The use of the phrase "as the case may/might be" Hi! I wonder, how to use this phrase in the correct way and how frequently do native speakers use it? Thank you for your reply!
Aug 1, 2019 5:38 PM
Answers · 4
"As the case may be" isn't common, but it definitely doesn't seem strange when someone says it. It is mostly used when there are two available options, and is used to stress the fact that a choice exists. Imagine an event where some people walk, and other people run. Someone might say "When you finish running or walking, as the case may be, you can come inside and drink hot chocolate." Here, "as the case may be" is just used to show that two options exist. Often, we use it after we FORGET one option, and want to correct ourselves. "When you finish running---oh! or walking, as the case may be--you can come inside and drink hot chocolate". It is quite often used humorously, to show that you think the second option is strange or bad, but you are pretending to treat it equally. Imagine that Bob lives in his car instead of a house, and you want to make him feel ashamed (of course, you would never never do this, but some people are evil) You could speak to a group, and say, "After you go back home to your house--or your car, as the case may be--you should get some sleep."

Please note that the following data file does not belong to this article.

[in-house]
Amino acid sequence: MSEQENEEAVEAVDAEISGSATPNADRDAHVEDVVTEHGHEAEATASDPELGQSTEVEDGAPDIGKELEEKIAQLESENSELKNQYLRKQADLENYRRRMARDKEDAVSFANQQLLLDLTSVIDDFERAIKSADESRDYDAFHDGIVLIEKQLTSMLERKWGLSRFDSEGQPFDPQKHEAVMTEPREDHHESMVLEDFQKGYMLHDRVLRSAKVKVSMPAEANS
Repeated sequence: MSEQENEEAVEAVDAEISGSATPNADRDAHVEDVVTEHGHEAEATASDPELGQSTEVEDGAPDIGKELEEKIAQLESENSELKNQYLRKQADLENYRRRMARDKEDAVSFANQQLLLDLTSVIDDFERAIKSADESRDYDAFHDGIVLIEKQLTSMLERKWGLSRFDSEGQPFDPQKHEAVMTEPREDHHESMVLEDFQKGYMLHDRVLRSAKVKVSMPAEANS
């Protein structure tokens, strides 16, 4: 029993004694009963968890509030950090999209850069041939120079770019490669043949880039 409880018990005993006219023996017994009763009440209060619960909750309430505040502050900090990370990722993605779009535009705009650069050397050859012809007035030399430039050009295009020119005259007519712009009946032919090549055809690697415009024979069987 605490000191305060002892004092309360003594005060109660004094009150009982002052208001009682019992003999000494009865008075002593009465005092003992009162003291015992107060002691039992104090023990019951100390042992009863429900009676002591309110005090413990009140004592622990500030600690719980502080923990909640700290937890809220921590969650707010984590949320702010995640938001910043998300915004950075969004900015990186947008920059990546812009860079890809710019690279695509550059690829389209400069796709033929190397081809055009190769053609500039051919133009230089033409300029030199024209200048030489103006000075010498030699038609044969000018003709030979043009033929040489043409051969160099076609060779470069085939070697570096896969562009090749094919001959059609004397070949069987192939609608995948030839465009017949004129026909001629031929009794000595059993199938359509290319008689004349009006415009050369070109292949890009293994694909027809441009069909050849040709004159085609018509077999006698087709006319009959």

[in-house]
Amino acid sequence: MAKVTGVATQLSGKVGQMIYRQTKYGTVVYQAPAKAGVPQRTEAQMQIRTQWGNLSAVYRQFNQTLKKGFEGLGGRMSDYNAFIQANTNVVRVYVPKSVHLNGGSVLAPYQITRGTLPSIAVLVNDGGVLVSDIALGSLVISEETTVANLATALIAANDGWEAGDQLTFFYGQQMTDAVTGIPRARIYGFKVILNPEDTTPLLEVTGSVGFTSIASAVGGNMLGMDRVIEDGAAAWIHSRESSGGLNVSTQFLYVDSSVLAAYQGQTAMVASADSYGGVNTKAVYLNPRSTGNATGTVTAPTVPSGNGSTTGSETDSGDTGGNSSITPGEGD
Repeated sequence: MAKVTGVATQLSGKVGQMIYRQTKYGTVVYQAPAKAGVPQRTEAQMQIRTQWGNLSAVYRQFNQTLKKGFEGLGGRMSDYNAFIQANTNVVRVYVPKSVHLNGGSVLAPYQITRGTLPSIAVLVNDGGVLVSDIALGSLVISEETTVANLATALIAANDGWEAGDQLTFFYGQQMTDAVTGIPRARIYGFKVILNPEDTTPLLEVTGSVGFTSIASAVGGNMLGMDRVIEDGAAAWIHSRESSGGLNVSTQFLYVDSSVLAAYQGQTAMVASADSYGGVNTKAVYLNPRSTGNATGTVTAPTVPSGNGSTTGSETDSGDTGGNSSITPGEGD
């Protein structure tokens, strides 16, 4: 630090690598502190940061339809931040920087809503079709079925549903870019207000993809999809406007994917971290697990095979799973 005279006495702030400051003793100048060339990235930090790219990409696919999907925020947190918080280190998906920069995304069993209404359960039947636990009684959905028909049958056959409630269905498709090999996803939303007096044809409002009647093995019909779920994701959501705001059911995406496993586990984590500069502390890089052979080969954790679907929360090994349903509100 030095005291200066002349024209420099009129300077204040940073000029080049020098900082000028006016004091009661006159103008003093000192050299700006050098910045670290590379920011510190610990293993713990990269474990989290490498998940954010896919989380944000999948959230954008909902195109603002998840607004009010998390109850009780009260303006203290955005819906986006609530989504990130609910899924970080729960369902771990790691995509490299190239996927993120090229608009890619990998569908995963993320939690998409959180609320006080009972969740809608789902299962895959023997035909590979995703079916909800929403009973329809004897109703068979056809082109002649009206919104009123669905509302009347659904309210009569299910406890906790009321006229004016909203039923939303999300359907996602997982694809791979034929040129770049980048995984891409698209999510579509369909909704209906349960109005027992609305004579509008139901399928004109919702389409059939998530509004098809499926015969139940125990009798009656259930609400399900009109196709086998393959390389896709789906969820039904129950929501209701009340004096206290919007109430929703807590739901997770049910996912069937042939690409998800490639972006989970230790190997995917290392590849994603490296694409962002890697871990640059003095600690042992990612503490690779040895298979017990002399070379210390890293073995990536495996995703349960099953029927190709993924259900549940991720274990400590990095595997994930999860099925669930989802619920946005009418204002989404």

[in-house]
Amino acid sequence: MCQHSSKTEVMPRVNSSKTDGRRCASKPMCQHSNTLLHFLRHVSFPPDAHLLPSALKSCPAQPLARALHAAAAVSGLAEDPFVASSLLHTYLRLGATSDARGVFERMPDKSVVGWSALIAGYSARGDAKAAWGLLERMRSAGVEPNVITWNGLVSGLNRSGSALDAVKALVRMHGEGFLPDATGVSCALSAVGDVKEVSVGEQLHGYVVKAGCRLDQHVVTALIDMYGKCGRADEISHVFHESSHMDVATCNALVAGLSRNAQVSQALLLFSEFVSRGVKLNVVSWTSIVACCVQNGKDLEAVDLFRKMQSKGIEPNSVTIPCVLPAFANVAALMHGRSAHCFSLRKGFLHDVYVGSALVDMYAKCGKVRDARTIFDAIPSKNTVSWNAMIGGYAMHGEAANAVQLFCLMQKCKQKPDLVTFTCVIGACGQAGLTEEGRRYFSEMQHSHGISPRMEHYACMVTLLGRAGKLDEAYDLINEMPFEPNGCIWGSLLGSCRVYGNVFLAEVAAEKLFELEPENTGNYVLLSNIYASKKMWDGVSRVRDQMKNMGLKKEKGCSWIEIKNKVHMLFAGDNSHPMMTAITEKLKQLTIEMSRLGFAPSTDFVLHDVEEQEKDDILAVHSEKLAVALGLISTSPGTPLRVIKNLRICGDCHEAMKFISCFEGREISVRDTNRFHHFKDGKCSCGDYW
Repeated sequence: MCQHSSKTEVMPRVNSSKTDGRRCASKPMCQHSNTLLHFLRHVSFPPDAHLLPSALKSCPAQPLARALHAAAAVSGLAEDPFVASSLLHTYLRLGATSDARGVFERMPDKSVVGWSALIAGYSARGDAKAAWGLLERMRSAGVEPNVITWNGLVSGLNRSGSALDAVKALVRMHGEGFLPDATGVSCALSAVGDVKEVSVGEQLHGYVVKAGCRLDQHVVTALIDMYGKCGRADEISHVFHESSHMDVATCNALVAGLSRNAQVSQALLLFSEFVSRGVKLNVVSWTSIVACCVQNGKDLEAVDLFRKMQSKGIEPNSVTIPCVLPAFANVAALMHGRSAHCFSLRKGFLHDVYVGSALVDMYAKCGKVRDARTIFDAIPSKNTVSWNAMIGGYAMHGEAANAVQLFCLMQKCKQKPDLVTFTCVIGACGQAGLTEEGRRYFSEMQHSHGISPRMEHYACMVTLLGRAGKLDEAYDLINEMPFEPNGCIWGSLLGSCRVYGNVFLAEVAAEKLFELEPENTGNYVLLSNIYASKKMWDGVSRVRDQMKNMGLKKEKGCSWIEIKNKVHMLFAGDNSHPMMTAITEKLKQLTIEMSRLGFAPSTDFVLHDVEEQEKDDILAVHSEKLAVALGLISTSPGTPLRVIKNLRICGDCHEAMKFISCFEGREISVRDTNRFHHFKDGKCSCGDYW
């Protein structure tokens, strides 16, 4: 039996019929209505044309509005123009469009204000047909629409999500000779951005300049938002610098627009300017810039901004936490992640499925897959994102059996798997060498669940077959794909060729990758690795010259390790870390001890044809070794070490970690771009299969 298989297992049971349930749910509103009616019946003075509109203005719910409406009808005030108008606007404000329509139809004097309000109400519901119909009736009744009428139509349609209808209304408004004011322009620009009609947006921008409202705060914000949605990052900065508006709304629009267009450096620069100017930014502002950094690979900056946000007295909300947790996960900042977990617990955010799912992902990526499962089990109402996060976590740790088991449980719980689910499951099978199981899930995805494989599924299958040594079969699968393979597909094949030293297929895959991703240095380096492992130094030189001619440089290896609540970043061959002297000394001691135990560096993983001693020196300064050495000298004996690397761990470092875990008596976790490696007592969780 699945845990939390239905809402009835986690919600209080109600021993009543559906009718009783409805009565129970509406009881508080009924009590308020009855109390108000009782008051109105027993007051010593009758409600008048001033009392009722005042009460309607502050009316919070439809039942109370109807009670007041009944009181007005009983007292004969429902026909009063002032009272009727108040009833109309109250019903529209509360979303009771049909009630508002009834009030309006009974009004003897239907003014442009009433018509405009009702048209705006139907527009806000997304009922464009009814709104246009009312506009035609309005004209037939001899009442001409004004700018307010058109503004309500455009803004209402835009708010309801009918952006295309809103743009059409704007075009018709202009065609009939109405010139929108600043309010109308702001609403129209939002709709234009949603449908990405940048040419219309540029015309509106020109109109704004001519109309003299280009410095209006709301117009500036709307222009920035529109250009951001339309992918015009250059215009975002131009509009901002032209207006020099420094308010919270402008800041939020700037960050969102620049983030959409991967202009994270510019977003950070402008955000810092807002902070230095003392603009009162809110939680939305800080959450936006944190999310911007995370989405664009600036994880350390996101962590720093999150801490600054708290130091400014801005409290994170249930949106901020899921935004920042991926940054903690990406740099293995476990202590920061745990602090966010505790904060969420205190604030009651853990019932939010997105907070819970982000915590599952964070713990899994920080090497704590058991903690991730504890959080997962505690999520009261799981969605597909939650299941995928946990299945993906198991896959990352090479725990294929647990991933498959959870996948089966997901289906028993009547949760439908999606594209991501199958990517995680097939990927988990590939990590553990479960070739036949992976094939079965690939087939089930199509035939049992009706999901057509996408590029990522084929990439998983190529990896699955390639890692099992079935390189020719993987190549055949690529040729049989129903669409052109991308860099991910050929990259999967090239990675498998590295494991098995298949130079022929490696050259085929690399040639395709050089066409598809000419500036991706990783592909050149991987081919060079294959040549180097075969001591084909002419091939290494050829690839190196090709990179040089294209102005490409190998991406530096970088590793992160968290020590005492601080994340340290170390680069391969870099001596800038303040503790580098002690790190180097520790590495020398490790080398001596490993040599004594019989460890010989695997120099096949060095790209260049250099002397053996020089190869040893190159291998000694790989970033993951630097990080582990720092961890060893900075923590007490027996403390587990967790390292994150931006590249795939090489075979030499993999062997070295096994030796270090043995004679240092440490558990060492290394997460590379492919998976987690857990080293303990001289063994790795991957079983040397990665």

August 1, 2019
The way most people I know including myself use this phrase is “whatever the case may be” I hear it used pretty frequently in conversation. If i am understanding your question correctly. I hear this phrase used after listing multiple possibilities, to bring the listener back to your main point. For example if someone is selling a product they might say “whether you are old, young, fat, or skinny whatever the case may be you should use my product.” Or something like that.
August 1, 2019
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